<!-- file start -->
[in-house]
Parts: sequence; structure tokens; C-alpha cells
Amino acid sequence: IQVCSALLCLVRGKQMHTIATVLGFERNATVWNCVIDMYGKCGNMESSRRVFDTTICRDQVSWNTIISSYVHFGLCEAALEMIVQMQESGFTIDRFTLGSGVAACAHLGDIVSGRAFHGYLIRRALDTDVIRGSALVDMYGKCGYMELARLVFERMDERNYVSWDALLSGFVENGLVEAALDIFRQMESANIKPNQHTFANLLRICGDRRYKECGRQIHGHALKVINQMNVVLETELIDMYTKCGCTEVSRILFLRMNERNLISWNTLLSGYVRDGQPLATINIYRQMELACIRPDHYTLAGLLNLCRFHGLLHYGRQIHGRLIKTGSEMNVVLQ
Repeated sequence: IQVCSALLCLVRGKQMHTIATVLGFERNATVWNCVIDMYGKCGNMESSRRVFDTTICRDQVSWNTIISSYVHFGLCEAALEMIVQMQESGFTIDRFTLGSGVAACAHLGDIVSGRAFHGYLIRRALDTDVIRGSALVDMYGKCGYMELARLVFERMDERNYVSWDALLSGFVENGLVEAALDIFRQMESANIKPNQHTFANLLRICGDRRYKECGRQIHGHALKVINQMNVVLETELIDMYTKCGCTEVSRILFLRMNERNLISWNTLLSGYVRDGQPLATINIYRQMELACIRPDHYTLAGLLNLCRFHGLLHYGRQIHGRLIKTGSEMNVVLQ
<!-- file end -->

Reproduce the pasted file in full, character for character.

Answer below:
[in-house]
Parts: sequence; structure tokens; C-alpha cells
Amino acid sequence: IQVCSALLCLVRGKQMHTIATVLGFERNATVWNCVIDMYGKCGNMESSRRVFDTTICRDQVSWNTIISSYVHFGLCEAALEMIVQMQESGFTIDRFTLGSGVAACAHLGDIVSGRAFHGYLIRRALDTDVIRGSALVDMYGKCGYMELARLVFERMDERNYVSWDALLSGFVENGLVEAALDIFRQMESANIKPNQHTFANLLRICGDRRYKECGRQIHGHALKVINQMNVVLETELIDMYTKCGCTEVSRILFLRMNERNLISWNTLLSGYVRDGQPLATINIYRQMELACIRPDHYTLAGLLNLCRFHGLLHYGRQIHGRLIKTGSEMNVVLQ
Repeated sequence: IQVCSALLCLVRGKQMHTIATVLGFERNATVWNCVIDMYGKCGNMESSRRVFDTTICRDQVSWNTIISSYVHFGLCEAALEMIVQMQESGFTIDRFTLGSGVAACAHLGDIVSGRAFHGYLIRRALDTDVIRGSALVDMYGKCGYMELARLVFERMDERNYVSWDALLSGFVENGLVEAALDIFRQMESANIKPNQHTFANLLRICGDRRYKECGRQIHGHALKVINQMNVVLETELIDMYTKCGCTEVSRILFLRMNERNLISWNTLLSGYVRDGQPLATINIYRQMELACIRPDHYTLAGLLNLCRFHGLLHYGRQIHGRLIKTGSEMNVVLQ